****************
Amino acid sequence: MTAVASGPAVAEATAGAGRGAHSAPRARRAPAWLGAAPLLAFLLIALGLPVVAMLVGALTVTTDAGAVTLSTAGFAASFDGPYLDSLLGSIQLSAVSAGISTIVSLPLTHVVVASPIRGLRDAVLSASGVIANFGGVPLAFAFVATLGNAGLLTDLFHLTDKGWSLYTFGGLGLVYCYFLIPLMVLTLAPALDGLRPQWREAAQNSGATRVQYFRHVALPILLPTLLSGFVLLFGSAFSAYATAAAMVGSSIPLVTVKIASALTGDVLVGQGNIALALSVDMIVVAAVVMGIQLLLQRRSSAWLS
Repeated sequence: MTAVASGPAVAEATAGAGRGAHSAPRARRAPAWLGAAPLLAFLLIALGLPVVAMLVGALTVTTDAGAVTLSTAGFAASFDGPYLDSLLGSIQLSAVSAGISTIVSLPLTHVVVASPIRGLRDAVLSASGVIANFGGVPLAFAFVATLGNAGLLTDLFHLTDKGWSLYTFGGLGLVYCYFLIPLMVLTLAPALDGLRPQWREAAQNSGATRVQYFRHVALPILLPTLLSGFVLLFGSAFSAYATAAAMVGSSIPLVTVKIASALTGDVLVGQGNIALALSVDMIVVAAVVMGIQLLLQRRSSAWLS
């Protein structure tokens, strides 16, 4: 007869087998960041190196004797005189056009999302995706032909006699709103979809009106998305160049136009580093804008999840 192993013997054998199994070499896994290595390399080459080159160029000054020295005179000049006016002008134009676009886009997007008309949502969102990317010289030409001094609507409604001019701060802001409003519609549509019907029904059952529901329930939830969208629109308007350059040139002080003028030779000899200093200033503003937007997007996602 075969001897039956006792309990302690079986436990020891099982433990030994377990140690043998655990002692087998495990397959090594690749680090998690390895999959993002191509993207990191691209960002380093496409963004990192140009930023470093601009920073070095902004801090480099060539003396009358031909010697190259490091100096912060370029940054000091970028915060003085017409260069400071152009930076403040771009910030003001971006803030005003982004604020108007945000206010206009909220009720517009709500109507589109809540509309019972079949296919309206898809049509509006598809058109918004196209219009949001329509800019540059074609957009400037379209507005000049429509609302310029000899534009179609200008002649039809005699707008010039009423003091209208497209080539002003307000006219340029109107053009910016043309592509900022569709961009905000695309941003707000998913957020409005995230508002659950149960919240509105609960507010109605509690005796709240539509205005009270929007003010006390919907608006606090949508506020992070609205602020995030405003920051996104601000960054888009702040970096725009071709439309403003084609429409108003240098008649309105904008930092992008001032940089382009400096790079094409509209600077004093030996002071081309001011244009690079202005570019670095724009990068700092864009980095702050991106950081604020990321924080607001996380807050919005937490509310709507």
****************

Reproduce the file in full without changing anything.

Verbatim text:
Amino acid sequence: MTAVASGPAVAEATAGAGRGAHSAPRARRAPAWLGAAPLLAFLLIALGLPVVAMLVGALTVTTDAGAVTLSTAGFAASFDGPYLDSLLGSIQLSAVSAGISTIVSLPLTHVVVASPIRGLRDAVLSASGVIANFGGVPLAFAFVATLGNAGLLTDLFHLTDKGWSLYTFGGLGLVYCYFLIPLMVLTLAPALDGLRPQWREAAQNSGATRVQYFRHVALPILLPTLLSGFVLLFGSAFSAYATAAAMVGSSIPLVTVKIASALTGDVLVGQGNIALALSVDMIVVAAVVMGIQLLLQRRSSAWLS
Repeated sequence: MTAVASGPAVAEATAGAGRGAHSAPRARRAPAWLGAAPLLAFLLIALGLPVVAMLVGALTVTTDAGAVTLSTAGFAASFDGPYLDSLLGSIQLSAVSAGISTIVSLPLTHVVVASPIRGLRDAVLSASGVIANFGGVPLAFAFVATLGNAGLLTDLFHLTDKGWSLYTFGGLGLVYCYFLIPLMVLTLAPALDGLRPQWREAAQNSGATRVQYFRHVALPILLPTLLSGFVLLFGSAFSAYATAAAMVGSSIPLVTVKIASALTGDVLVGQGNIALALSVDMIVVAAVVMGIQLLLQRRSSAWLS
């Protein structure tokens, strides 16, 4: 007869087998960041190196004797005189056009999302995706032909006699709103979809009106998305160049136009580093804008999840 192993013997054998199994070499896994290595390399080459080159160029000054020295005179000049006016002008134009676009886009997007008309949502969102990317010289030409001094609507409604001019701060802001409003519609549509019907029904059952529901329930939830969208629109308007350059040139002080003028030779000899200093200033503003937007997007996602 075969001897039956006792309990302690079986436990020891099982433990030994377990140690043998655990002692087998495990397959090594690749680090998690390895999959993002191509993207990191691209960002380093496409963004990192140009930023470093601009920073070095902004801090480099060539003396009358031909010697190259490091100096912060370029940054000091970028915060003085017409260069400071152009930076403040771009910030003001971006803030005003982004604020108007945000206010206009909220009720517009709500109507589109809540509309019972079949296919309206898809049509509006598809058109918004196209219009949001329509800019540059074609957009400037379209507005000049429509609302310029000899534009179609200008002649039809005699707008010039009423003091209208497209080539002003307000006219340029109107053009910016043309592509900022569709961009905000695309941003707000998913957020409005995230508002659950149960919240509105609960507010109605509690005796709240539509205005009270929007003010006390919907608006606090949508506020992070609205602020995030405003920051996104601000960054888009702040970096725009071709439309403003084609429409108003240098008649309105904008930092992008001032940089382009400096790079094409509209600077004093030996002071081309001011244009690079202005570019670095724009990068700092864009980095702050991106950081604020990321924080607001996380807050919005937490509310709507």